January 2022 is no more. This has been a very productive work month, but a boring personal one. I managed to score a contract with tech book publisher Manning! I’m writing a book on creativity for programmers, and the first rough draft is more or less done. We’ve made the first steps toward setting up an editing process. I hope I can learn a lot about writing (not to be confused with writing specifically in and for tech) from these experienced editors.
Other than that, the last few exams of the first semester are finally behind us—until next semester, that is. I’m looking forward to the teaching of a new Android-based course that’ll be done in Kotlin—something new for both our students and the teaching staff. It was decided that the C++ course, where I use GBA programming, is getting retired. A bit mixed feelings: it has been great fun to use the Game Boy to motivate students the past four years.
Previous month in review: December 2021
Books I’ve read
- Mindset: The New Psychology of Success by Carol S. Dweck (3/5). A classic work that could have passed the message in 100 pages shorter.
- Lives of the Stoics: The Art of Living from Zeno to Marcus Aurelius by Ryan Holiday and Stephen Hanselman (3/5). An interesting book that ended up feeling a bit too Wikipedia-like, as each short article is about another Stoic and can be a bit dry.
I’ve picked up a historic book about Dutch non-fiction writers and their readers of the nineteenth century, but it’s been a slow read so far. Not the ideal bedtime material. Seneca’s essays on happiness are probably next, and I’m still planning to retrieve Herodotus' Historia from the local library.
Games I’ve played
- Guacamelee by DrinkBox Studios (3/5). A light metroidvania that is heavy on the Mexican theme but a bit too platformy for my taste.
- Rayman Legends by Ubisoft Montpelier (3/5). All the extra bells and whistles are more irritating than welcome, which is a shame.
- Wonderland Dizzy by The Oliver Twins (2/5). A lost NES cart that is best left undiscovered.
Three rather short games, of which the last is part of the Evercade Oliver Twins collection I’ve been exploring. Not growing up in the UK, I never played any Dizzy game before. They seem to be very hard to get back in to nowadays, and many of the games are inconsistent: some allow high jumps, some are very finicky, some allow you to carry two instead of three items, etc. I guess it’s harder than I thought to get into the nostalgia of others.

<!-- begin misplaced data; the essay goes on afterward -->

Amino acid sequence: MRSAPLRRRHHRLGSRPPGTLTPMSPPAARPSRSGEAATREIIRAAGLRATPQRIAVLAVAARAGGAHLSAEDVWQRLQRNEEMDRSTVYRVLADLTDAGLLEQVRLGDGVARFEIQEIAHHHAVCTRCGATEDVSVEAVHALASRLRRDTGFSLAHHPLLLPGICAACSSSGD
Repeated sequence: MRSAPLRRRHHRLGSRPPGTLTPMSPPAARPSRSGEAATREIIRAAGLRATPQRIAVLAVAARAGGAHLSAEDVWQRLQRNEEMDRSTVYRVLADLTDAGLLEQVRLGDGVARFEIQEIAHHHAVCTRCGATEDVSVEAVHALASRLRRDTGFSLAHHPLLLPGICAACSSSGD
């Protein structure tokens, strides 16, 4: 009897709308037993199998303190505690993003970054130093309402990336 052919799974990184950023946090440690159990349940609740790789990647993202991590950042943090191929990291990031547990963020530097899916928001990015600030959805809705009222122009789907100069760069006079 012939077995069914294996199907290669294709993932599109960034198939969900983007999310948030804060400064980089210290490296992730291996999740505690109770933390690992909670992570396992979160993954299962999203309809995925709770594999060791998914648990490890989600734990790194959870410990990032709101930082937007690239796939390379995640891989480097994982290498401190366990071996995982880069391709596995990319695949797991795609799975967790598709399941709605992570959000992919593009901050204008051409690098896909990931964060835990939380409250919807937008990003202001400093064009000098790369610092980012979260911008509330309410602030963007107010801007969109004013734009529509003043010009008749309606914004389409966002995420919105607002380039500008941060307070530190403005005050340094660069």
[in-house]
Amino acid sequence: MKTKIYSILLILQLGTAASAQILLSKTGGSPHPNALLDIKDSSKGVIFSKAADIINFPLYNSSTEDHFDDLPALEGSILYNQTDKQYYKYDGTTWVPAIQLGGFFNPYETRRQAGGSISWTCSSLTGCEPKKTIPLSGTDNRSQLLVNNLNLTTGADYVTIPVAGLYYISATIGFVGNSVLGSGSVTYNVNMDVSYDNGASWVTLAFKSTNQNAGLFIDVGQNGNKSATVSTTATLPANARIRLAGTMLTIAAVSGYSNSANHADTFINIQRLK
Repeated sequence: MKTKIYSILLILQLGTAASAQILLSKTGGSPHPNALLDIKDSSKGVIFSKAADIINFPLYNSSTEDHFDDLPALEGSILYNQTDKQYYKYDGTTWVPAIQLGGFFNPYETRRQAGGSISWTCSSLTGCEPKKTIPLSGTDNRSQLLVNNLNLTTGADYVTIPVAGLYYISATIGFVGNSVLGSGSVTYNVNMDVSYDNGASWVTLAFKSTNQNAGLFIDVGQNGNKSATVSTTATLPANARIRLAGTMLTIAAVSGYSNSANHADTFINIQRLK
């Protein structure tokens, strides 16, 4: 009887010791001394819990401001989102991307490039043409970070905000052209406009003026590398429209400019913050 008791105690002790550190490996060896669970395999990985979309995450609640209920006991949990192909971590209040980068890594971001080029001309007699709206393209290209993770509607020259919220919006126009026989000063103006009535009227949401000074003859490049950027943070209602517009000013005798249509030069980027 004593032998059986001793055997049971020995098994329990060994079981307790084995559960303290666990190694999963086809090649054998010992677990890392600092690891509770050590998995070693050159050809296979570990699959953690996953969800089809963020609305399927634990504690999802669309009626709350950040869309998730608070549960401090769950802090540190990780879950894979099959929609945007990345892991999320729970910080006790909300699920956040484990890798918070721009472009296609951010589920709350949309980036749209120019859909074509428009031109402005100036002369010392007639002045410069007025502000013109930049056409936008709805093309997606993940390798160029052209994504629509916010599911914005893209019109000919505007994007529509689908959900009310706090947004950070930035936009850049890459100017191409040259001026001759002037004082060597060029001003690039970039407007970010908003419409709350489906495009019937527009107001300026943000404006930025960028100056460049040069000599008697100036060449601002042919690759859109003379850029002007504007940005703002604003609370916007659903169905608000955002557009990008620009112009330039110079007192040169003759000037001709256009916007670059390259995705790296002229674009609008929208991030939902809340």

For February, I’ve been lured back into the puzzle time waster genre by the new Shovel Knight game. Perhaps I might even re-buy a Puzzle Quest version for the Nintendo DS.
Selected blog posts
- The Dunning-Kruger effect is probably not real by Linus Luu
- LTTP: Wild Arms XF on ResetERA—reminds me what a stupid decision it was to sell the PSP.
- There oughta be GTA5 for the Game Boy by Sebastian Staacks
- Where does all the effect go? Looking at Python core developer activity by Lukasz Langa
- The half-life of code & the ship of Theseus by Erik Bernhardsson
- Providing a Publis Salary History Page by Jamie Tanna
- David Graeber’s Possible Worlds by Molly Fischer
- Writing interactive stories with Twine (in Dutch) by Ruud Brok
- Vladimir Nabokov’s Best Writing Advice by Emily Temple
- Street Fighter II, Paper Trails by Fabien Sanglard
- Web3 first impressions by Moxie Marlinspike
Coding things I want to try badly
- Charm.sh: pretty UIs for your Go console apps
- Fennel: the Lisp/Lua hybrid language
- Go Releaser: Release Go projects as fast and easily as possible!
- Mail Tester: verify DMARK/SPF/DKIM mail headers
- Libsodium: a Go encryption library
- Dwitter.net: 140 lines of JS code
What will February have in store? Lots of boring book editing, I fear. I hope a week of rest before the second semester kicks off. We’ll see.